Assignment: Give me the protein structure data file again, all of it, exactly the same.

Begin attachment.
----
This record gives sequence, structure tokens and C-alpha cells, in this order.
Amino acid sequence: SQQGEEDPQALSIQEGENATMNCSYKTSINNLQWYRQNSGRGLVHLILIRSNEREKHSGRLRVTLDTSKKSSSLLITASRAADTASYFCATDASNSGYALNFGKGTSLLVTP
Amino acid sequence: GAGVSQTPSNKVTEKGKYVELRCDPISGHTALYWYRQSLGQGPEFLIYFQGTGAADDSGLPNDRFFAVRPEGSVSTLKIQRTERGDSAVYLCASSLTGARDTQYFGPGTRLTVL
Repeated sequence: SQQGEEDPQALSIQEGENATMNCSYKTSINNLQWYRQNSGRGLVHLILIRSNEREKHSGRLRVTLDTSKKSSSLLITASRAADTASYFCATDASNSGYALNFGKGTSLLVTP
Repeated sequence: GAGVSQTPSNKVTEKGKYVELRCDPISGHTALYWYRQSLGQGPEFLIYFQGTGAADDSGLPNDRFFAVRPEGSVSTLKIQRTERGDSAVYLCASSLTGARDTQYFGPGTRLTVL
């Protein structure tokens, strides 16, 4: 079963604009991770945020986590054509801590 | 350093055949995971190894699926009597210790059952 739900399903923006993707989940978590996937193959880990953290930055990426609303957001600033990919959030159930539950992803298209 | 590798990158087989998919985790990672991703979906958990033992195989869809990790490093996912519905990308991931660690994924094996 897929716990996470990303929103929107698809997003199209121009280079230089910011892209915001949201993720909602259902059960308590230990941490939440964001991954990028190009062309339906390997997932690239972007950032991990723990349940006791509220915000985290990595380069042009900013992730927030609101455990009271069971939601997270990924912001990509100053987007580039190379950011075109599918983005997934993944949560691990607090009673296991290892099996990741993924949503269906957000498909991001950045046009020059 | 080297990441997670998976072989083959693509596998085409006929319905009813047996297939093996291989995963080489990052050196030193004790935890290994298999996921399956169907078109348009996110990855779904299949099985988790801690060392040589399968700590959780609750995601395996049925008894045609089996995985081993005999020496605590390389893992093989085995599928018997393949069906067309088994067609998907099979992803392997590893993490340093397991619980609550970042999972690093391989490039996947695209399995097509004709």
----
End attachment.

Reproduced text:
This record gives sequence, structure tokens and C-alpha cells, in this order.
Amino acid sequence: SQQGEEDPQALSIQEGENATMNCSYKTSINNLQWYRQNSGRGLVHLILIRSNEREKHSGRLRVTLDTSKKSSSLLITASRAADTASYFCATDASNSGYALNFGKGTSLLVTP
Amino acid sequence: GAGVSQTPSNKVTEKGKYVELRCDPISGHTALYWYRQSLGQGPEFLIYFQGTGAADDSGLPNDRFFAVRPEGSVSTLKIQRTERGDSAVYLCASSLTGARDTQYFGPGTRLTVL
Repeated sequence: SQQGEEDPQALSIQEGENATMNCSYKTSINNLQWYRQNSGRGLVHLILIRSNEREKHSGRLRVTLDTSKKSSSLLITASRAADTASYFCATDASNSGYALNFGKGTSLLVTP
Repeated sequence: GAGVSQTPSNKVTEKGKYVELRCDPISGHTALYWYRQSLGQGPEFLIYFQGTGAADDSGLPNDRFFAVRPEGSVSTLKIQRTERGDSAVYLCASSLTGARDTQYFGPGTRLTVL
């Protein structure tokens, strides 16, 4: 079963604009991770945020986590054509801590 | 350093055949995971190894699926009597210790059952 739900399903923006993707989940978590996937193959880990953290930055990426609303957001600033990919959030159930539950992803298209 | 590798990158087989998919985790990672991703979906958990033992195989869809990790490093996912519905990308991931660690994924094996 897929716990996470990303929103929107698809997003199209121009280079230089910011892209915001949201993720909602259902059960308590230990941490939440964001991954990028190009062309339906390997997932690239972007950032991990723990349940006791509220915000985290990595380069042009900013992730927030609101455990009271069971939601997270990924912001990509100053987007580039190379950011075109599918983005997934993944949560691990607090009673296991290892099996990741993924949503269906957000498909991001950045046009020059 | 080297990441997670998976072989083959693509596998085409006929319905009813047996297939093996291989995963080489990052050196030193004790935890290994298999996921399956169907078109348009996110990855779904299949099985988790801690060392040589399968700590959780609750995601395996049925008894045609089996995985081993005999020496605590390389893992093989085995599928018997393949069906067309088994067609998907099979992803392997590893993490340093397991619980609550970042999972690093391989490039996947695209399995097509004709």